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THE RINGER In need of quick cash, a struggling office worker named Steve (Johnny Knoxville) is persuaded by his sleazy uncle (Brian Cox) to pretend to be a mentally challenged athlete named Jeffy so he can enter the Special Olympics and come away the big winner. The movie may sound outrageous and offensive, but truthfully, navel-scratching slobs won't enjoy this any more than navel-gazing snobs once they catch a whiff of its overwhelming timidity. Because the filmmakers respect the plight of the mentally handicapped (indeed, the movie's executive producer is Tim Shriver, Chairman of the Special Olympics), they go out of their way to avoid anything that might be construed as demeaning. This in turn means that, except for a smattering of scenes with Cox's character (who openly calls the athletes "'tards"), the film's only outlet for any risky business is Knoxville, and he falls in line by offering up a performance-within-a-performance (i.e. a regular guy pretending to be handicapped) that's so meek, it's often hard to differentiate between when he's playing Steve and when he's playing Jeffy. In the end, all that's left is a familiar tale about a guy who attempts to get close to a woman he likes (in this case, Katherine Heigl's perky volunteer) by pretending to be something he's not -- see City Lights, Tootsie, Hitch, and about 1,000 other titles that mine this formula better than The Ringer. Incidentally, two of the more ribald scenes from the trailer are not in the movie, meaning that there's probably an unrated cut waiting to make its DVD debut four months hence. Rating: * 1/2

Current Releases

AEON FLUX While director Karyn Kusama may deserve a lavish Hollywood mansion and three-picture deal as much as the next filmmaker, she's one person whose career might have benefited more had she stayed hungry. Her low-budget debut feature, 2000's Girlfight, was an indie knockout, signaling her arrival as a moviemaker with grit, determination and something to say. Five years later, Kusama's back with her sophomore effort, and it's dispiriting to see that it's a big-budget production deemed so awful by its own studio that it wasn't even screened in advance for critics. Based on an animated MTV series, this futuristic romp stars Charlize Theron as the title warrior, one member of a revolutionary outfit seeking to overthrow a corrupt government. An impersonal slab of sci-fi sameness, Aeon Flux wears its lethargy like a badge of honor, with Kusama's draggy direction and Theron's monotonous performance up front and center in virtually every scene. Rating: * 1/2

THE CHRONICLES OF NARNIA: THE LION, THE WITCH AND THE WARDROBE Christians, heathens and everyone in between will be inspired to hold hands and sway to the gentle rhythms of this epic yarn. C.S. Lewis' source material -- the first book in a series of seven Narnia adventures -- sprinkled Christian allegories throughout a fantasy tale that was aimed primarily at children, and the movie steadfastly respects Lewis' intentions. Like the best kid flicks, it never talks down to its target audience, and its religious themes -- issues involving honor, forgiveness and redemption -- embody the true spirit of Christianity and in effect serve as an antidote to the sadistic theatrics of Mel Gibson's garish snuff film, The Passion of the Christ. With its story of four plucky siblings attempting to save a strange land from the machinations of an evil queen (Tilda Swinton), this seems as inspired by the recent Lord of the Rings flicks as by anything on the written page. But the child actors are appealing, the supporting critters add color, and the brisk storyline fuels the imagination. Rating: ***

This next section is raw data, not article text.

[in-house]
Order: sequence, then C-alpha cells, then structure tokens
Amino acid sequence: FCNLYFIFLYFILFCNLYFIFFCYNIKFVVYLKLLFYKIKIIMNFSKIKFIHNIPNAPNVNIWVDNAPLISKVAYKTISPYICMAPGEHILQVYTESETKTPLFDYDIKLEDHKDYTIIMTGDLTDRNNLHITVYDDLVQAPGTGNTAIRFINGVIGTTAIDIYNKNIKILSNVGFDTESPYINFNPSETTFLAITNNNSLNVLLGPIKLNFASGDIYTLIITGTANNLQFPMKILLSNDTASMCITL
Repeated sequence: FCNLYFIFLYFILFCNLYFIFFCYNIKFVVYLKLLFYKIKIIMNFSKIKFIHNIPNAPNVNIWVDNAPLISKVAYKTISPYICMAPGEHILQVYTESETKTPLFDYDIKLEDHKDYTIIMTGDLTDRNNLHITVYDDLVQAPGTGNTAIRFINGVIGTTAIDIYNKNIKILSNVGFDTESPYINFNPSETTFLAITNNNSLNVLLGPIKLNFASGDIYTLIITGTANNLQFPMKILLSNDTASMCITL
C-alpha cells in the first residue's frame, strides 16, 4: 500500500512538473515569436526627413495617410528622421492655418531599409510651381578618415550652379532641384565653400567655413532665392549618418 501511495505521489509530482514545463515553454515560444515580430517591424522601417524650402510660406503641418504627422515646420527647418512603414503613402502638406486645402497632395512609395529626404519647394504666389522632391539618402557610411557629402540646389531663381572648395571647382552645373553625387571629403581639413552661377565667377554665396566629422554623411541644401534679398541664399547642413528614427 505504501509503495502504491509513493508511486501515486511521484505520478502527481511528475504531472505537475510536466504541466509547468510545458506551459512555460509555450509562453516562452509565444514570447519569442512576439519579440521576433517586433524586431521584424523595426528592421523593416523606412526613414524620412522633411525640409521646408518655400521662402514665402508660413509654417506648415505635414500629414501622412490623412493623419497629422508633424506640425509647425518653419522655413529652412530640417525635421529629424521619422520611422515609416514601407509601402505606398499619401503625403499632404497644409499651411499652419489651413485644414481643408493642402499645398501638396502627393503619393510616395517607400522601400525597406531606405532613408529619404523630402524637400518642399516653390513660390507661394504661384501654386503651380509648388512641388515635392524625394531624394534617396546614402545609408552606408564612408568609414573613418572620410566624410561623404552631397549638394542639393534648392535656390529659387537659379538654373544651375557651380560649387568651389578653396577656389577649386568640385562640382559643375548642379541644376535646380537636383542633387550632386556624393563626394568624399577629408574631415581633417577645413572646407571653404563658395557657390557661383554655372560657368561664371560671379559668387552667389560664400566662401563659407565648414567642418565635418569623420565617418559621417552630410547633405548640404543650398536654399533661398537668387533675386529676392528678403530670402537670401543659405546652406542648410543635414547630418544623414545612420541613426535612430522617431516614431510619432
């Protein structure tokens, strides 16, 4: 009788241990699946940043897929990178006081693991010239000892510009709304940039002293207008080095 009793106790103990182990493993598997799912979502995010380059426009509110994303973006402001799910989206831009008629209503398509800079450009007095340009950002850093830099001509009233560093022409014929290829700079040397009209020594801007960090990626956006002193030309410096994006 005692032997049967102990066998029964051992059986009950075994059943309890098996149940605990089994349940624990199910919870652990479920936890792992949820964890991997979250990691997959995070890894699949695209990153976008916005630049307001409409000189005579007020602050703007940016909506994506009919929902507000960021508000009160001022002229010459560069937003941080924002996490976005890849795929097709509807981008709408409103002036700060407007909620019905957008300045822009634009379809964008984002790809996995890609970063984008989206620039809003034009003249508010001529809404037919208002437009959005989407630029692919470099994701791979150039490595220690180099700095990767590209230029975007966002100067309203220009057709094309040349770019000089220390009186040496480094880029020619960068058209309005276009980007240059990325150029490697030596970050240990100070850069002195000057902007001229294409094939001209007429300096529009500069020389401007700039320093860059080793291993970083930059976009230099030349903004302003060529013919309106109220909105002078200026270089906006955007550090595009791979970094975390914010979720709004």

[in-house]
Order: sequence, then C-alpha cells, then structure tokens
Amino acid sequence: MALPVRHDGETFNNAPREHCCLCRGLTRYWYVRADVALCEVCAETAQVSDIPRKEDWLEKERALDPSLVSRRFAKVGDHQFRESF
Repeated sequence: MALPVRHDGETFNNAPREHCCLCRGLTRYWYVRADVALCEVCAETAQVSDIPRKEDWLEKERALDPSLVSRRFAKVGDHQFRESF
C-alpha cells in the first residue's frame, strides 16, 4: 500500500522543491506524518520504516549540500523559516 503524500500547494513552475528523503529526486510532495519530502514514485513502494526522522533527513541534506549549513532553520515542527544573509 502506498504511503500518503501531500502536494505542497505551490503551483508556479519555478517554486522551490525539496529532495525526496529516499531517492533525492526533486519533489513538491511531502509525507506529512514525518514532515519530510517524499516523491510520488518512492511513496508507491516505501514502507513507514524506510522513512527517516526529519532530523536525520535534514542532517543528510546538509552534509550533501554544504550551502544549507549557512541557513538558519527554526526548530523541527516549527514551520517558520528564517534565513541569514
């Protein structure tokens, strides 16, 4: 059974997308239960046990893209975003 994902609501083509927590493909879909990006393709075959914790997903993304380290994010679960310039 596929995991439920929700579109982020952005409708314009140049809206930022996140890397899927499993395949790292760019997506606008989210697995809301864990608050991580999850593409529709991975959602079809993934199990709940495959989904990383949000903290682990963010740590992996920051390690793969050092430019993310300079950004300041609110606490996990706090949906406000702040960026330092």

THE FAMILY STONE Initially more reminiscent of the brittle Thanksgiving yarns Home For the Holidays and Pieces of April than the warm-and-fuzzy titles usually foisted upon us at Christmas, this ensemble piece centers on a liberal New England clan whose members prove to be close-minded when it comes to accepting a conservative prude into their abode. Oldest son Everett (Dermot Mulroney) brings girlfriend Meredith (Sarah Jessica Parker) home to meet his family, but for the most part they treat their guest poorly, finding it impossible to warm up to her views. Writer-director Thomas Bezucha does a nice job of capturing the way that dissimilar people must try to coexist peacefully at familial gatherings. But refusing to follow through on the messy reality of his story, he shamelessly changes direction by offering every character (except the one designated as sacrificial lamb, of course) a happily-ever-after fadeout by making sure no one is left out in the cold -- either physically, mentally or emotionally. Rating: ** 1/2

FUN WITH DICK AND JANE It wouldn't take much for Fun With Dick and Jane to emerge as a superior remake, given that the 1977 original looks especially dismal these days. That laughless comedy employs two actors of marginal comedic abilities -- Jane Fonda and George Segal -- in a lumbering yarn about a well-to-do married couple who turn to crime once the husband loses his job. This new version one-ups its predecessor right out of the starting gate by casting two bona fide comedians -- Jim Carrey and Tea Leoni -- in the central roles. This is strictly a congenial, end-of-year trifle aimed at providing families with somewhere to go after all the presents have been opened. It's a pleasant enough diversion, offering a few chuckles, allowing Carrey to occasionally mug, and keeping the paying customers satisfied. HH1/2

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